Hospitals Continue to Implement Palliative Care Programs
Continuing trend shows nearly double the number in recent years
THURSDAY, Dec. 7, 2006 (HealthDay News) -- The number of palliative care programs at U.S. hospitals has nearly doubled in recent years, according to an analysis released Thursday by the Center to Advance Palliative Care (CAPC).
The latest data shows that 1,240 hospitals currently provide palliative care programs, compared to 632 programs in 2000. That's a 96 percent increase.
The goal of palliative care is to relieve the pain, symptoms and stress of patients who have a serious illness.
"Ten years ago, there were almost no hospital palliative care programs in the U.S. This continuous growth trend is very good news, because if we are going to meet the needs of our aging population, every hospital must have a program," Dr. Diane Meier, CAPC director, said in a prepared statement.
The analysis found that of the 4,103 U.S. hospitals that could have a palliative care program:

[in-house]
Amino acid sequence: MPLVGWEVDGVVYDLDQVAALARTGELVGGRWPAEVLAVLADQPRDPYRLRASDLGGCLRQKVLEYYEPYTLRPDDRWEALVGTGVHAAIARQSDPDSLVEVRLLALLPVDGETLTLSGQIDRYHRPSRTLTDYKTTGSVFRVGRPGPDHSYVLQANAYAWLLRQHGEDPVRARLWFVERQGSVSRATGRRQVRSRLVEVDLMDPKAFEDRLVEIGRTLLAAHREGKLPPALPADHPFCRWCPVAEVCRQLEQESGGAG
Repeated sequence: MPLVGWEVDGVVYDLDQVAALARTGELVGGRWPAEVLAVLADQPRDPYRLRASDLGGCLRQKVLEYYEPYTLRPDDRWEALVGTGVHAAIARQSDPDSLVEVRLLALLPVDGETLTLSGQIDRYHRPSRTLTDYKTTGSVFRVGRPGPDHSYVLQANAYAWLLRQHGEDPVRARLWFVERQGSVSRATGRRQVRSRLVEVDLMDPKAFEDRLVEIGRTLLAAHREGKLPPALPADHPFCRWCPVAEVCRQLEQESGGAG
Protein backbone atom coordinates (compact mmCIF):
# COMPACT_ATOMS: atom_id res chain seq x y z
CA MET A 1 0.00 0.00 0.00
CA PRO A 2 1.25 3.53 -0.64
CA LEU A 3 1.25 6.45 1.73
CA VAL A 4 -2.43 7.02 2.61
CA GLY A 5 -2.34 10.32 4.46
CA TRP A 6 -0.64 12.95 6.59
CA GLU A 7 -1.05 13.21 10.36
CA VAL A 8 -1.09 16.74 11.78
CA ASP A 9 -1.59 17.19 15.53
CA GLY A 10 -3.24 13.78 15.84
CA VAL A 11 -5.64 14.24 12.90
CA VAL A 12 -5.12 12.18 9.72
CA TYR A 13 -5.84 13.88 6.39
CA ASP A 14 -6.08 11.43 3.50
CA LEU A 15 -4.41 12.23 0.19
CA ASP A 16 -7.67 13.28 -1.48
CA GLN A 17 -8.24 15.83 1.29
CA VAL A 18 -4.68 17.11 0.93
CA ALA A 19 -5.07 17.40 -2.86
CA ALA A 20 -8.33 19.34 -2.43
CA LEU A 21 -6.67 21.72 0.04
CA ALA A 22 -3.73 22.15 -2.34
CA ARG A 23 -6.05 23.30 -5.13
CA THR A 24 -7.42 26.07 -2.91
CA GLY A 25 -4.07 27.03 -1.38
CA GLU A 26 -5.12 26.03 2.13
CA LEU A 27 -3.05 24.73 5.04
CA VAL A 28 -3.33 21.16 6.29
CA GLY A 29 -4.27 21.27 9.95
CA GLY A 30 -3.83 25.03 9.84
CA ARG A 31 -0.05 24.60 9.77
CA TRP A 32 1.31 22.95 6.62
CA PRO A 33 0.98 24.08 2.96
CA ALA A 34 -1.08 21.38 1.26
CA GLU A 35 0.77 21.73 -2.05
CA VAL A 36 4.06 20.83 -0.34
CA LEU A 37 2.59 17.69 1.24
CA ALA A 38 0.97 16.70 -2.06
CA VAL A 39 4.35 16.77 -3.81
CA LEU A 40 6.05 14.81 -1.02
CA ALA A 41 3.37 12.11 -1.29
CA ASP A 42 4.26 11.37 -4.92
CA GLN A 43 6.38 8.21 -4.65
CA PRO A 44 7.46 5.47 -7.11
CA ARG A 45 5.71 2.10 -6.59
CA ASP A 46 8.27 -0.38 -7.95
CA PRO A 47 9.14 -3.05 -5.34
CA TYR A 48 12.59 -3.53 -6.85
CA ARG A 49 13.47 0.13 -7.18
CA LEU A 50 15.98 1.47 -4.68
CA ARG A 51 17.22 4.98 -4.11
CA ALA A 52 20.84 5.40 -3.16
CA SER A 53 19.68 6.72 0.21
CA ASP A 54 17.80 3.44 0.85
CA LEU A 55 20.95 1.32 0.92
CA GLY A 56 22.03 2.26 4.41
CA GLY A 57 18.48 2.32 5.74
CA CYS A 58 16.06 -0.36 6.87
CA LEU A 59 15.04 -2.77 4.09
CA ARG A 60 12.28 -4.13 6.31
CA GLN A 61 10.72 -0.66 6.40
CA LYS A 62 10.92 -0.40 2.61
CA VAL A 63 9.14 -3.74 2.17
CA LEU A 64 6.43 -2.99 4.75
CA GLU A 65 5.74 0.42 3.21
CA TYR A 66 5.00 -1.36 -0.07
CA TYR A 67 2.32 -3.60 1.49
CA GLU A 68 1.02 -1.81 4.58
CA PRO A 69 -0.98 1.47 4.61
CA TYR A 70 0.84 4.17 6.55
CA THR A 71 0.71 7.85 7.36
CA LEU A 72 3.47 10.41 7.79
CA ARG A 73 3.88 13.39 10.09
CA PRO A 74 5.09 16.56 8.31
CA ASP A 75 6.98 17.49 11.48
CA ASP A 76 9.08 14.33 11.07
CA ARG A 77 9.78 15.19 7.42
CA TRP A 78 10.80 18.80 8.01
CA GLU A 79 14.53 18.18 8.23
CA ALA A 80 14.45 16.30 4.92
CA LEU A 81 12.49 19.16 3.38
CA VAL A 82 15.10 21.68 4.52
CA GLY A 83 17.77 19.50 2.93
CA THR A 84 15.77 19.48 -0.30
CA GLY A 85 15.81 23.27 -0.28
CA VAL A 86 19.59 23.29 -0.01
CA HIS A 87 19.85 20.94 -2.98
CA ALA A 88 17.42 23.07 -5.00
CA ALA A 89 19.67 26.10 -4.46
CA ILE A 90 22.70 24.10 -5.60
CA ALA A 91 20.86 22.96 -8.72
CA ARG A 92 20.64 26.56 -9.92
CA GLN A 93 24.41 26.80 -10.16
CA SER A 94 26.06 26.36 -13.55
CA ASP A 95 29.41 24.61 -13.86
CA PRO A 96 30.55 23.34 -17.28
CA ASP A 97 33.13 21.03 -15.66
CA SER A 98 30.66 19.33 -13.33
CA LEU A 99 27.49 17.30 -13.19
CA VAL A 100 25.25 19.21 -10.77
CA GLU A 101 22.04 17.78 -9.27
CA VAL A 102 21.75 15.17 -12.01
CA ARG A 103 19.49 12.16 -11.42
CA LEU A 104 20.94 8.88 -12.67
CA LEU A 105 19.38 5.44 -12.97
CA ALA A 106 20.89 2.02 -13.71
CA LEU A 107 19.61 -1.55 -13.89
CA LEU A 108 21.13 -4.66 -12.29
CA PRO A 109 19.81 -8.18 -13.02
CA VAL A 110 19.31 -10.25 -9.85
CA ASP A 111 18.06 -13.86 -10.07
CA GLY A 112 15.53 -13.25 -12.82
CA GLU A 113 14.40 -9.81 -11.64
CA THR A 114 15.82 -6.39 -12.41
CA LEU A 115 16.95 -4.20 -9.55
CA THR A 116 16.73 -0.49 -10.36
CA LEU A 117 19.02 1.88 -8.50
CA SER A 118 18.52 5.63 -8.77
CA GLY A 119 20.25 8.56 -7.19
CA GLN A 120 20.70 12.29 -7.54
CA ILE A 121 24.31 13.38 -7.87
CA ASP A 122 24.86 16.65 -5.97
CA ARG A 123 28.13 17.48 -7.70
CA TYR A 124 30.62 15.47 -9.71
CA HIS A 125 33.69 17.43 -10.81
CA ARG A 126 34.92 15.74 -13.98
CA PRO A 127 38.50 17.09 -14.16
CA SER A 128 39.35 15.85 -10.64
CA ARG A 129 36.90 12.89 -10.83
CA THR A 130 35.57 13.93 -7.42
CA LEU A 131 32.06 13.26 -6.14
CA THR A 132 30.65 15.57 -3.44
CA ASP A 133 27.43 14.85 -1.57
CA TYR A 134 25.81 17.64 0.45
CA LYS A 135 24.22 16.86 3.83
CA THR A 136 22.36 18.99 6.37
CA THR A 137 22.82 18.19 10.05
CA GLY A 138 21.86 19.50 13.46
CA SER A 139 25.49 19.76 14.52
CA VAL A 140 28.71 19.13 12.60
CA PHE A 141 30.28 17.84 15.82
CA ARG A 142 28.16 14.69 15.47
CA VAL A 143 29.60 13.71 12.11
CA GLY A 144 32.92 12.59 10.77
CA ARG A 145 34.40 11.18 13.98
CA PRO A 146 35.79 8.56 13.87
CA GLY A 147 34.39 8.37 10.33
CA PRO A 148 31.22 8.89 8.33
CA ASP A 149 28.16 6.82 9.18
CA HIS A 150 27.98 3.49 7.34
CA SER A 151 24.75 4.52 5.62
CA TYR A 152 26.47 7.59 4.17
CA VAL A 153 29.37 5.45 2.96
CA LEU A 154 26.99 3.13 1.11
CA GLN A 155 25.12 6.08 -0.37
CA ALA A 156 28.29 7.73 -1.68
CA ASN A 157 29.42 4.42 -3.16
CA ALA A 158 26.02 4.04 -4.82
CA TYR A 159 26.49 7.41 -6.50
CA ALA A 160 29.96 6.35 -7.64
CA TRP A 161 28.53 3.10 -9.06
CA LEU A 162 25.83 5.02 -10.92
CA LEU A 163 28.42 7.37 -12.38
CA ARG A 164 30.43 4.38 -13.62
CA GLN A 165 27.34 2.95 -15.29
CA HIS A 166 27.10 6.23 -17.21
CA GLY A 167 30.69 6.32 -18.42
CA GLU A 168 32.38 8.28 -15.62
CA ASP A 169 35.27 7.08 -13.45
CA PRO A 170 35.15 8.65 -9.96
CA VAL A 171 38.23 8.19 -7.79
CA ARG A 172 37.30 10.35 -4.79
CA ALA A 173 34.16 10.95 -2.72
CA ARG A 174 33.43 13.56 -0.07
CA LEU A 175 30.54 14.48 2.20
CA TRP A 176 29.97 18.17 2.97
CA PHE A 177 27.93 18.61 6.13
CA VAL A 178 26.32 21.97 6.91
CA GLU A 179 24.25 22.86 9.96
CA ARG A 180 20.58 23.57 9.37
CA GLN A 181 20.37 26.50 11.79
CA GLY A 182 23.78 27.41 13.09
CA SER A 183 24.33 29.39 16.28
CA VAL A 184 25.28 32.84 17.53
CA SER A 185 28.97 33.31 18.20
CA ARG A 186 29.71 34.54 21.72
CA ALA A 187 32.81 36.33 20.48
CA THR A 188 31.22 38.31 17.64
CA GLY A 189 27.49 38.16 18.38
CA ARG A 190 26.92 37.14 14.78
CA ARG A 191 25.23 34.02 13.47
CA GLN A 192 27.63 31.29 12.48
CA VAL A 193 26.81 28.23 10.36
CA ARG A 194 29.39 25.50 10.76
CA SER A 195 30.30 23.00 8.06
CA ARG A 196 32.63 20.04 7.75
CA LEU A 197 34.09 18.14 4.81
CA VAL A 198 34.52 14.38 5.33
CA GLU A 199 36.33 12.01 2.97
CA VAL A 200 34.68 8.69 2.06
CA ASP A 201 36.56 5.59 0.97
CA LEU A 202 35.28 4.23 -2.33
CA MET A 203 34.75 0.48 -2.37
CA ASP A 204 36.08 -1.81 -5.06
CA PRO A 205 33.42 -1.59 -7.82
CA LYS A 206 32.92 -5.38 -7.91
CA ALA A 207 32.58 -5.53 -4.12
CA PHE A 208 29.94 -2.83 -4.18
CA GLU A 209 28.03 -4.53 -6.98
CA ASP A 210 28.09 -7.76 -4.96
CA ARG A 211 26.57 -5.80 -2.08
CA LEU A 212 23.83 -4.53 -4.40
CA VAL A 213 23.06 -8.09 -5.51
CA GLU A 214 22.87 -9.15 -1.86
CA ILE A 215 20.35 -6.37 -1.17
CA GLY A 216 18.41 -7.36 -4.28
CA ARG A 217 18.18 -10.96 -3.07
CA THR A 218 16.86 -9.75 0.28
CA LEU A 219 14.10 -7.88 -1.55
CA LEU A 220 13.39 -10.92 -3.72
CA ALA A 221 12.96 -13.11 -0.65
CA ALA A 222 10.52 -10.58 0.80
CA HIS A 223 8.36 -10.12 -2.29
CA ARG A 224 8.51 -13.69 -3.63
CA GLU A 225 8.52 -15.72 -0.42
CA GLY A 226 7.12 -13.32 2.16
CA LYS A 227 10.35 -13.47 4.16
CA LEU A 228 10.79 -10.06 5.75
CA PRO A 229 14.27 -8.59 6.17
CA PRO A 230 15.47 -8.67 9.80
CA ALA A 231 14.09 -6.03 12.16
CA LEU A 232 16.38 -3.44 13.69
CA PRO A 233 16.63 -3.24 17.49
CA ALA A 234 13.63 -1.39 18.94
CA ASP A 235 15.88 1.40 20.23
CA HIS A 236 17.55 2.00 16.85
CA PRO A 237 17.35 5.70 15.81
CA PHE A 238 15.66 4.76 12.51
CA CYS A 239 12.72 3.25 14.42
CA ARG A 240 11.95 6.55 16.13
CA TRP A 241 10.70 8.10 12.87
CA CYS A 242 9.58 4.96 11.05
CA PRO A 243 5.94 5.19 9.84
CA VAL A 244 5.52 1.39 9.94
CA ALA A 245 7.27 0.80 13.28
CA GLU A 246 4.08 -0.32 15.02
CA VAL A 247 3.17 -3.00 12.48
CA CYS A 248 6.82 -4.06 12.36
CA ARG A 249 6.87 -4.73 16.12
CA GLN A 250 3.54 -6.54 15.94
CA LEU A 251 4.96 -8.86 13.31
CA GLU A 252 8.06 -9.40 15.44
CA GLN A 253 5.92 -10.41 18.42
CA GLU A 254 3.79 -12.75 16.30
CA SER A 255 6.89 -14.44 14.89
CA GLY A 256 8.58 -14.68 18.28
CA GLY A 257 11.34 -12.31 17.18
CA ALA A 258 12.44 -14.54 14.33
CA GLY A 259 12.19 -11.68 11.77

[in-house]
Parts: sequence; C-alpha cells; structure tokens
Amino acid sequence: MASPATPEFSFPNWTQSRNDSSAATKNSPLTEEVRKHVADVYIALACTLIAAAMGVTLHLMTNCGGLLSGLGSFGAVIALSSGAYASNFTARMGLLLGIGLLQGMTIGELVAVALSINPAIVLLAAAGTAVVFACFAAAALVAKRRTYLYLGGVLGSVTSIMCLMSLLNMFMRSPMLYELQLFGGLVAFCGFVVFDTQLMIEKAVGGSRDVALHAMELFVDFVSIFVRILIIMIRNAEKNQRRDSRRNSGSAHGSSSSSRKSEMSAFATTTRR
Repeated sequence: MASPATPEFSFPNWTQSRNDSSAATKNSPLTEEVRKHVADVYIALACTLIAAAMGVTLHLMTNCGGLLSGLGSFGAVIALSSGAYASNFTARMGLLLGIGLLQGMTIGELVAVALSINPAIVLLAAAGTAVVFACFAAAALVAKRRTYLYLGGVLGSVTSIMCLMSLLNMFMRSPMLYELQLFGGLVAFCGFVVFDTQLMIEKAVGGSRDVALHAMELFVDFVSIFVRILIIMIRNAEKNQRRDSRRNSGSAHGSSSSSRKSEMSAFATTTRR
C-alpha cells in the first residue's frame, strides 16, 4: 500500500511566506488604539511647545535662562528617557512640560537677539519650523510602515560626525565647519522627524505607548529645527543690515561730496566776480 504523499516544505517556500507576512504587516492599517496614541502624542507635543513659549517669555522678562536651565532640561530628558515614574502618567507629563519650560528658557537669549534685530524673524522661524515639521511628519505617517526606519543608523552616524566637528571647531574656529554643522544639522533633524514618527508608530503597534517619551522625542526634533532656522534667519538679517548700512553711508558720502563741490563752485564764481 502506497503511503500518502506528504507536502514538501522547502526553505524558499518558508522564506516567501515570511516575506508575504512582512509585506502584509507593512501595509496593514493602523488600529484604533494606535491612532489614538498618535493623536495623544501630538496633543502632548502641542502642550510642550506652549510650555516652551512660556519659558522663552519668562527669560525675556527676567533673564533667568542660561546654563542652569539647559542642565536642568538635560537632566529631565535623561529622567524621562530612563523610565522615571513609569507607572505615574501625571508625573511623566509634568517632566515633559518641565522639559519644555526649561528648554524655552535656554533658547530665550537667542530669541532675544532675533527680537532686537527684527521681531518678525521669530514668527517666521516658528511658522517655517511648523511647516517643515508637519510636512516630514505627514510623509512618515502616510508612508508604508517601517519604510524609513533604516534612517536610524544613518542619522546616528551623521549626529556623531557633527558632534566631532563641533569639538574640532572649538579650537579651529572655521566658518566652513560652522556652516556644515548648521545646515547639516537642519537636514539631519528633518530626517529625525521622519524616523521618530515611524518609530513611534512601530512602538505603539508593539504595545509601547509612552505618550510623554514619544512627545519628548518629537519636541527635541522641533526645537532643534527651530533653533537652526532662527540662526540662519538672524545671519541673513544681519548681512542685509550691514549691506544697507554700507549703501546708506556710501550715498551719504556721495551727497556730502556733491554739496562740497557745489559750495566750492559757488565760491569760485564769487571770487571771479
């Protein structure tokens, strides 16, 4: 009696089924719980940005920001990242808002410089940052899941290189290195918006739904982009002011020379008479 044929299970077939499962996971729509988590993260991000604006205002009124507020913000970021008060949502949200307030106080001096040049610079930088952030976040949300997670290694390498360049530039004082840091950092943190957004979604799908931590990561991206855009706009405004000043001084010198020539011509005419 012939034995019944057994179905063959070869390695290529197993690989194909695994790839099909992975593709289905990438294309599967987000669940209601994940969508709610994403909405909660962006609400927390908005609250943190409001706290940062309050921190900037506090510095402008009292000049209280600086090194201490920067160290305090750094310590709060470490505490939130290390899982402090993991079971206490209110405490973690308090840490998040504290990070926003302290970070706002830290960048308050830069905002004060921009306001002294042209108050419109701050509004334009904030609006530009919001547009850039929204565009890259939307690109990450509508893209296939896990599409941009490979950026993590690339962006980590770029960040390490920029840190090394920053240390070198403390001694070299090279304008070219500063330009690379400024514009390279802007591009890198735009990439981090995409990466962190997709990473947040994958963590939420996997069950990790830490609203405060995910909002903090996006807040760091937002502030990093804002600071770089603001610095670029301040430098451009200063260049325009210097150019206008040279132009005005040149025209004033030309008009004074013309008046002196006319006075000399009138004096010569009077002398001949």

- 30 percent have a program.
- 50 percent with more than 75 beds have a program.
- 70 percent with more than 250 beds have a program.
- 57 percent with a cancer program approved by the American College of Surgeons have a program.
- 75 percent of Council of Teaching Hospitals members have a program.
- 46 percent of hospitals in cities with one million to 2.5 million people have a program.
- Larger hospitals, academic centers, not-for-profit hospitals and VA hospitals are much more likely to have palliative care programs than for-profit hospitals.
The analysis was included in the 2006 American Hospital Association Annual Survey of Hospitals.
It's expected that, by 2030, there will be 70 million older Americans, who will account for 20 percent of the population. While medical advances enable older adults to live longer, they often suffer serious chronic illnesses and ongoing pain and symptoms, the CAPC said.
The American Medical Association has more about palliative care.